Rüti Abbey Church

Rüti, Switzerland

Rüti Abbey was founded in 1206 and suppressed in 1525 on occasion of the Reformation in Zürich. The abbey's church was the final resting place of the Counts of Toggenburg, among them Count Friedrich VII and 13 other members of the Toggenburg family, and other noble families.

Reformierte Kirche Rüti is today an Evangelical Reformed built between 1214 and 1250 as the Romanesque style abbey church.  In the subsequent 200 years, especially the aisles with tombs and monuments from lower and higher nobility in the area of the present north-eastern Switzerland crowded. To 1439/42 the Toggenburg chapel was added, and the abbots Markus Wiler and Felix Klauser (the abbey's last abbot) let renew fundamentally the church building, documented by the engraving 1499 on the portal of the church. The church was then a Romanesque three-nave system of stately proportions.

On 3 December 1706 a large fire on resulted in severe damage to the buildings and damaged the choir stalls. The clock tower was destroyed, the bells melted in the heat of the fire and fell through the burnt-out tower. The Baroque reconstruction of the church after the fire of 1706 took over the late Romanesque choir, but was modest in dimensions. The church was repaired again in 1710, and new bells and a new movement were added. The separation wall between the former lay church and the monk church was demolished and the church services held in the Gothic nave and choir, because the population of the parish had doubled to 700 people. In 1770, when the three-aisled basilica was damaged again, it was rebuilt as a hall church in late Baroque respectively early Classicism style.

Abbot Markus Wyler initiated the Last Judgement fresco on the chancel arch, donated by Baron Bernhard Gradner and Veronika von Starckenberg. The work on the pillars of the choir arch were re-executed in 1492 by the Swiss artist Hans Haggenberg. The gothic windows and the wall tabernacle and the coat of arms in the choir (1490) are also works donated by abbot Wyler who is buried nearby in the choir's ground floor.

The Episcopal collection of the Gallen Abbey includes the main altar of the monastery church, probably a late work by Hans Leu der Ältere around 1500. During the Reformation in Zurich the altar was moved to the Wurmsbach nunnery on Obersee lake shore where it remained until 1798. In 1872 the western gallery was built, one year later the Speich organ from Rapperswil was added. In 1903 Erich Honegger donated a Gothic baptismal font made of white sandstone.

References:

Comments

Your name

Website (optional)



Details

Founded: 1214-1219
Category: Religious sites in Switzerland

More Information

en.wikipedia.org

Rating

4.4/5 (based on Google user reviews)

User Reviews

Dennis Ehrensperger (20 months ago)
Yoshji V2 (21 months ago)
Alfred plays (21 months ago)
Sylvia Burger (3 years ago)
Zur Ruhe kommen. Gute Gottesdienste erleben in angenehmer Gesellschaft☺
Schreier Barbara (4 years ago)
Gospelchor Projekt singt hier immer wunderschön
Powered by Google

Featured Historic Landmarks, Sites & Buildings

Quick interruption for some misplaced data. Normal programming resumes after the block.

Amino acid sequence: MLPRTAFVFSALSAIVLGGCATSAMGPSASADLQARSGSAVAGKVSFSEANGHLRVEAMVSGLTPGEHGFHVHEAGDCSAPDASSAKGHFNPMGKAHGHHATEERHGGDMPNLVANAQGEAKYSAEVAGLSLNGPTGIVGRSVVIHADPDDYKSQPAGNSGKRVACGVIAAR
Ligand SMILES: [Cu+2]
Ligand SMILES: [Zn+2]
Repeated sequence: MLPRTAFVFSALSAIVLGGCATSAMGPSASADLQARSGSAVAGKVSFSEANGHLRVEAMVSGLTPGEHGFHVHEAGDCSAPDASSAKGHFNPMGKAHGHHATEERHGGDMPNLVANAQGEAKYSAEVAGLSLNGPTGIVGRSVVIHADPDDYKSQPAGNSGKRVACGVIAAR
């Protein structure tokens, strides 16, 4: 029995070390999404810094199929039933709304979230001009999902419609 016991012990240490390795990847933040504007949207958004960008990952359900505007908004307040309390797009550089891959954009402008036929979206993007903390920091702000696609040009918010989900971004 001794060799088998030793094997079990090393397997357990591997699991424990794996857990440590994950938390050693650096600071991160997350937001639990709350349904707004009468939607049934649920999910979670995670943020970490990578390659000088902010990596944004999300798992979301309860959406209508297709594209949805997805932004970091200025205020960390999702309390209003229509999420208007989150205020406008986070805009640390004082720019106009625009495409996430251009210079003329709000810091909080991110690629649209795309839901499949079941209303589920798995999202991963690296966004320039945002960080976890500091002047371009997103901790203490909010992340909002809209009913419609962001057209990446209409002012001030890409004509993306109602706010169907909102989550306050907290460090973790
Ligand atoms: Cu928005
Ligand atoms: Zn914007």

Historic Site of the week

Luxembourg Palace

The famous Italian Medici family have given two queens to France: Catherine, the spouse of Henry II, and Marie, widow of Henry IV, who built the current Luxembourg palace. Maria di Medici had never been happy at the Louvre, still semi-medieval, where the fickle king, did not hesitate to receive his mistresses. The death of Henry IV, assassinated in 1610, left the way open for Marie's project. When she became regent, she was able to give special attention to the construction of an imposing modern residence that would be reminiscent of the Palazzo Pitti and the Boboli Gardens in Florence, where she grew up. The development of the 25-hectare park, which was to serve as a jewel-case for the palace, began immediately.

The architect, Salomon de Brosse, began the work in 1615. Only 16 years later was the palace was completed. Palace of Luxembourg affords a transition between the Renaissance and the Classical period.

In 1750, the Director of the King's Buildings installed in the wing the first public art-gallery in France, in which French and foreign canvases of the royal collections are shown. The Count of Provence and future Louis XVIII, who was living in Petit Luxembourg, had this gallery closed in 1780: leaving to emigrate, he fled from the palace in June 1791.

During the French Revolution the palace was first abandoned and then moved as a national prison. After that it was the seat of the French Directory, and in 1799, the home of the Sénat conservateur and the first residence of Napoleon Bonaparte, as First Consul of the French Republic. The old apartments of Maria di Medici were altered. The floor, which the 80 senators only occupied in 1804, was built in the middle of the present Conference Hall.

Beginning in 1835 the architect Alphonse de Gisors added a new garden wing parallel to the old corps de logis, replicating the look of the original 17th-century facade so precisely that it is difficult to distinguish at first glance the old from the new. The new senate chamber was located in what would have been the courtyard area in-between.

The new wing included a library (bibliothèque) with a cycle of paintings (1845–1847) by Eugène Delacroix. In the 1850s, at the request of Emperor Napoleon III, Gisors created the highly decorated Salle des Conférences, which influenced the nature of subsequent official interiors of the Second Empire, including those of the Palais Garnier.

During the German occupation of Paris (1940–1944), Hermann Göring took over the palace as the headquarters of the Luftwaffe in France, taking for himself a sumptuous suite of rooms to accommodate his visits to the French capital. Since 1958 the Luxembourg palace has been the seat of the French Senate of the Fifth Republic.